Department News

Below are articles from various sources about members of MCB and their research.

A new paper by Professor of the Graduate School Bruce Ames, published in Proceedings of the National Academy of Science, argues that a set of vitamins and minerals that are lacking from many Americans' diets may be key to defending against many chronic diseases and promoting healthy aging.

The publication is the culmination of a decade of research completed at Children's Hospital Oakland Research Institute (CHORI) and "concludes that healthy aging can be extended by ingesting optimal levels of 30 known vitamins and essential minerals, and he suggests that these, along with 11 additional substances not currently classified as vitamins, should be recognized as essential 'longevity vitamins' because of their potential to extend a healthy life."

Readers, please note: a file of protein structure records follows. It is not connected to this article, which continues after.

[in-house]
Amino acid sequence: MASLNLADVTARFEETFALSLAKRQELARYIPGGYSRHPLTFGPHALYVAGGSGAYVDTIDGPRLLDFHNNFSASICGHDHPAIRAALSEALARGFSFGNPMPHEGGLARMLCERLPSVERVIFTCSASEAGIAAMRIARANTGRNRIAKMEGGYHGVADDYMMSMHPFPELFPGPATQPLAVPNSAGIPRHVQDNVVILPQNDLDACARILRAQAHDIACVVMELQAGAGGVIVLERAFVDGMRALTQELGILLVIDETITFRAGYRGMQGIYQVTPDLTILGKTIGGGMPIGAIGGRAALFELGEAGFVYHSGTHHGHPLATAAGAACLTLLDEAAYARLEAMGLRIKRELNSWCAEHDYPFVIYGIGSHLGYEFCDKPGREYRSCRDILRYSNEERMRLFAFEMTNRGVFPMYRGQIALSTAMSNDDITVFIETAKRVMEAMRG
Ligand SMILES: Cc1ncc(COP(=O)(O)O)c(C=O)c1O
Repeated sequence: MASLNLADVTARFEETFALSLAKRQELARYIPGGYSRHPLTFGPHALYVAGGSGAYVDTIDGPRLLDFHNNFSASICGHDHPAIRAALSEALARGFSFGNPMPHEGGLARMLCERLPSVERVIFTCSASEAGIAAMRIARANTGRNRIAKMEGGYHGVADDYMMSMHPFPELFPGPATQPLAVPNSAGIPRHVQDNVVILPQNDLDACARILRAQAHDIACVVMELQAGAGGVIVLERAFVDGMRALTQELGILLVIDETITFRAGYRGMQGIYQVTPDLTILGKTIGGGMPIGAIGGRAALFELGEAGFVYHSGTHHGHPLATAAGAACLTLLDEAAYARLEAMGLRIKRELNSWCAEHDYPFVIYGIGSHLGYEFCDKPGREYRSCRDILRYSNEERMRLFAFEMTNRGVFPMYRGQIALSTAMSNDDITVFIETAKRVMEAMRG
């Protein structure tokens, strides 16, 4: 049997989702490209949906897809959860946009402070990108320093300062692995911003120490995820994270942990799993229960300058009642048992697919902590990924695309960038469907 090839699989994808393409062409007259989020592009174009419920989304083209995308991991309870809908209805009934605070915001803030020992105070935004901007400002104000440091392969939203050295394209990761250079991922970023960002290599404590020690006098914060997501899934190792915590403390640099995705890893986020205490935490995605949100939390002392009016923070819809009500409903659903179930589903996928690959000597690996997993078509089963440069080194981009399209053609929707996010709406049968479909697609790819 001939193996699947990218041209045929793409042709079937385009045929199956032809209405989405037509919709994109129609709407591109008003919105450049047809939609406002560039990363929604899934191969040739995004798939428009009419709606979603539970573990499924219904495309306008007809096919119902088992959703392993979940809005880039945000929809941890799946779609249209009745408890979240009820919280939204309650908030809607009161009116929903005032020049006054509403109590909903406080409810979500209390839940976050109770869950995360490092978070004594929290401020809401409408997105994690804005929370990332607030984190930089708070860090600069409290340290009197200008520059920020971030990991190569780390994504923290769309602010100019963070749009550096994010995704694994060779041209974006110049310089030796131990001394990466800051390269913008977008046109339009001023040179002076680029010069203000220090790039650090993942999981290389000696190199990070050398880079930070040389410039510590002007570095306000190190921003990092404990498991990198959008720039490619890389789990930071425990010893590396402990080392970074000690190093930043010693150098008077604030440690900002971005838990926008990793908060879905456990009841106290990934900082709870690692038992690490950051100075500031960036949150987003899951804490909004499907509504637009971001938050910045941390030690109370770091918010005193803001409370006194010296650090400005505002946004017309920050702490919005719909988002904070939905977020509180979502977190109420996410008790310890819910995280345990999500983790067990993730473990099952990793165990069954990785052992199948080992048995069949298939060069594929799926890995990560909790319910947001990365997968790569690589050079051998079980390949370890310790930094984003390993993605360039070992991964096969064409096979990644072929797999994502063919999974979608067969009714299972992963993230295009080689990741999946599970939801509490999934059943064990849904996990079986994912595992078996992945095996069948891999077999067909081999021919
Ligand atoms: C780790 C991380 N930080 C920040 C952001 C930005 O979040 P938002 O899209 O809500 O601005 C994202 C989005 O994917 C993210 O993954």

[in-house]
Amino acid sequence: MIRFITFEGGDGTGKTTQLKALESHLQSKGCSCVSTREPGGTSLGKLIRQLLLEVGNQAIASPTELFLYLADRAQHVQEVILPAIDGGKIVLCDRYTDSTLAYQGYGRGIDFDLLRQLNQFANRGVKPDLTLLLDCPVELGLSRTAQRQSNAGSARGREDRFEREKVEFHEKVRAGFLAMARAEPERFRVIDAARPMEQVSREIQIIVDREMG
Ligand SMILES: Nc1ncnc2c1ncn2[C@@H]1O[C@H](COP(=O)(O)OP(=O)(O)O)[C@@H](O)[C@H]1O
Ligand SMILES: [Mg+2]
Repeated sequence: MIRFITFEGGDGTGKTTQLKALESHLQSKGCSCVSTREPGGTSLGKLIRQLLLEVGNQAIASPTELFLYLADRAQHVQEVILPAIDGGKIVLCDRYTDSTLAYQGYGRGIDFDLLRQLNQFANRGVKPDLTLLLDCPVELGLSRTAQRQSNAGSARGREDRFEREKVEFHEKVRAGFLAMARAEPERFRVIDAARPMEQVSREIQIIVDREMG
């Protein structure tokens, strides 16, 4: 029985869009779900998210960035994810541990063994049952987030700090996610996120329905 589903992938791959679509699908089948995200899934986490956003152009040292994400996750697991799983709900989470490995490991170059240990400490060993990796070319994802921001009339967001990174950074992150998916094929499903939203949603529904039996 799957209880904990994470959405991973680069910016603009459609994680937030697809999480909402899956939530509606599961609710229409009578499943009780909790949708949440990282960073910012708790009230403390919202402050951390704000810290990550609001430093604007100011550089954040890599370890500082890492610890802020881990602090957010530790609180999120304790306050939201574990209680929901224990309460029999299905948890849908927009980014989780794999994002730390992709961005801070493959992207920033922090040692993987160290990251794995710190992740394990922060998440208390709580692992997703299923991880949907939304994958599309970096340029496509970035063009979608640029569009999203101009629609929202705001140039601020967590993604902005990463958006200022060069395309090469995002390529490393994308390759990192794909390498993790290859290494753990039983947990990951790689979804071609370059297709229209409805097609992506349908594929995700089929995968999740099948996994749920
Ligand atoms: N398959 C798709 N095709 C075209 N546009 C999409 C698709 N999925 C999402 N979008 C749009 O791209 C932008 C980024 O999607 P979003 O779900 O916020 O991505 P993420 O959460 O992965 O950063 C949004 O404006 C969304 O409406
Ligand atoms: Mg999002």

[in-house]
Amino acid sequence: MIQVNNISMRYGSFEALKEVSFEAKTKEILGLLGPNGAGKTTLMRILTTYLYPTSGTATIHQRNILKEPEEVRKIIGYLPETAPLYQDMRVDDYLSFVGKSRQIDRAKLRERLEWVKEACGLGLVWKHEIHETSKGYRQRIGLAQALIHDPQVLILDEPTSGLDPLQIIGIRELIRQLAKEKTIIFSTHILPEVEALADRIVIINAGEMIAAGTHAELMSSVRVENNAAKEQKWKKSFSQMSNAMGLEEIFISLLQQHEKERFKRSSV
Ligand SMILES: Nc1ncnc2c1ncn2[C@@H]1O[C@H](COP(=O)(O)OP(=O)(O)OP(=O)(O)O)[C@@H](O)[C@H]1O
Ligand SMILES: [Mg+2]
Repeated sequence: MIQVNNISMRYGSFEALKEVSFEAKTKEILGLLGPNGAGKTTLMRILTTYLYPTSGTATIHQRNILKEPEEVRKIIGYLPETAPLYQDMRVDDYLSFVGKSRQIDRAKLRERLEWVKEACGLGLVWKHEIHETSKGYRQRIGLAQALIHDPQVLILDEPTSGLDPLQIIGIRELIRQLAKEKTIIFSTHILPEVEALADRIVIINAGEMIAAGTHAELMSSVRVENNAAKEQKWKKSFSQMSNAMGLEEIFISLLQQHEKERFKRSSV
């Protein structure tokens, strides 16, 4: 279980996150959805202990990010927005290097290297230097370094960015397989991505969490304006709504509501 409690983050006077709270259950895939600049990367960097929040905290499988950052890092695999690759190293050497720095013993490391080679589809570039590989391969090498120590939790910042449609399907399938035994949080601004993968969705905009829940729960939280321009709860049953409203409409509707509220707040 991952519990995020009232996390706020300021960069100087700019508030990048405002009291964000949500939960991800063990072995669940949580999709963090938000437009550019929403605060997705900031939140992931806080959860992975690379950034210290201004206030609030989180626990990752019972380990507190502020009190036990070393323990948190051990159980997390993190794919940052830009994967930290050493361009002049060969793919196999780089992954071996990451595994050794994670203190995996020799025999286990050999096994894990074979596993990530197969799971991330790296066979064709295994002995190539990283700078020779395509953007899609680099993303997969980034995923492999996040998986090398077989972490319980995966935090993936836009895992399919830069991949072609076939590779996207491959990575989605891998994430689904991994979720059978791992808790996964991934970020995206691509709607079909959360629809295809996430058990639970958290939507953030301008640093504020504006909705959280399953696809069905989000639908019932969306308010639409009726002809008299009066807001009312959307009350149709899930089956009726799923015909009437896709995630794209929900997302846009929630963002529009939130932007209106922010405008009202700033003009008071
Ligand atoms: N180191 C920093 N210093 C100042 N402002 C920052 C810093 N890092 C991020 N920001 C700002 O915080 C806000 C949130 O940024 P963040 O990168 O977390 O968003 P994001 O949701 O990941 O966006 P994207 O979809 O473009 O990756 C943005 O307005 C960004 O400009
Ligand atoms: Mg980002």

October 17, 2018

MCB Professors and HHMI Investigators John Kuriyan and Barbara Meyer have been elected to the National Academy of Medicine, which recognizes researchers who have made major contributions to the advancement of medical sciences, health care, and public health.

Kuriyan has been recognizes for his work in understanding eukaryotic cell signaling regulation, and Meyer for her work on chromosome dynamics.


October 15, 2018

MCB Postdoc Polina Kosillo has been awarded a NARSAD Young Investigator grant from the Brain & Behavior Research Foundation. The grant provides up to $70,000 over 2 years to promising young neurobiology researchers who study brain & behavioral disorders.

Kosillo studies the impact of dopamine dysfunction on mental disorders, such as ADHD and anxiety disorders. She is a member of the lab of MCB Assistant Professor Helen Bateup.


October 09, 2018

On September 28, the MCB community hosted representatives from nine major Bay Area biotechnology companies for the second annual Fall 2018 Industrial Affiliates Program (IAP) Symposium. The event was a great success, drawing approximately 100 students and postdoctoral scholars from several departments on campus including MCB, Bioengineering, Biostatistics, Biophysics, and Chemistry.

October 05, 2018